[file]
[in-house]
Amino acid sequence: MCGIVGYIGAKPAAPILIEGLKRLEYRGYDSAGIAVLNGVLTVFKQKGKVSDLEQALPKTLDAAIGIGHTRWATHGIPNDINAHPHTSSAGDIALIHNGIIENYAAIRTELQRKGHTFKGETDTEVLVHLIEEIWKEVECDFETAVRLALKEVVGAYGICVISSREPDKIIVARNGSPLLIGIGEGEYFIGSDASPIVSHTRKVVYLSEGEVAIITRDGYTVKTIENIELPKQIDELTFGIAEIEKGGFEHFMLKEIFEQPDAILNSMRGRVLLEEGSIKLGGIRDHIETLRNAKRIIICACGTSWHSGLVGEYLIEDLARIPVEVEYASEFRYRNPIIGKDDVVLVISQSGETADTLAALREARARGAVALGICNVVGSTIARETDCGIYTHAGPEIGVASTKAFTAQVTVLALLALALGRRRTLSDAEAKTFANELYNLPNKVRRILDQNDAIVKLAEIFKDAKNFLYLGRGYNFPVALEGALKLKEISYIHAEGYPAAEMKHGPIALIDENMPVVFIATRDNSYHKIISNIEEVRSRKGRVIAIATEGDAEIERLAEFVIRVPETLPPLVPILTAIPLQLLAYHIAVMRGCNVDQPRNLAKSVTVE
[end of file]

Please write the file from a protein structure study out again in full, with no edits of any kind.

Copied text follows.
[in-house]
Amino acid sequence: MCGIVGYIGAKPAAPILIEGLKRLEYRGYDSAGIAVLNGVLTVFKQKGKVSDLEQALPKTLDAAIGIGHTRWATHGIPNDINAHPHTSSAGDIALIHNGIIENYAAIRTELQRKGHTFKGETDTEVLVHLIEEIWKEVECDFETAVRLALKEVVGAYGICVISSREPDKIIVARNGSPLLIGIGEGEYFIGSDASPIVSHTRKVVYLSEGEVAIITRDGYTVKTIENIELPKQIDELTFGIAEIEKGGFEHFMLKEIFEQPDAILNSMRGRVLLEEGSIKLGGIRDHIETLRNAKRIIICACGTSWHSGLVGEYLIEDLARIPVEVEYASEFRYRNPIIGKDDVVLVISQSGETADTLAALREARARGAVALGICNVVGSTIARETDCGIYTHAGPEIGVASTKAFTAQVTVLALLALALGRRRTLSDAEAKTFANELYNLPNKVRRILDQNDAIVKLAEIFKDAKNFLYLGRGYNFPVALEGALKLKEISYIHAEGYPAAEMKHGPIALIDENMPVVFIATRDNSYHKIISNIEEVRSRKGRVIAIATEGDAEIERLAEFVIRVPETLPPLVPILTAIPLQLLAYHIAVMRGCNVDQPRNLAKSVTVE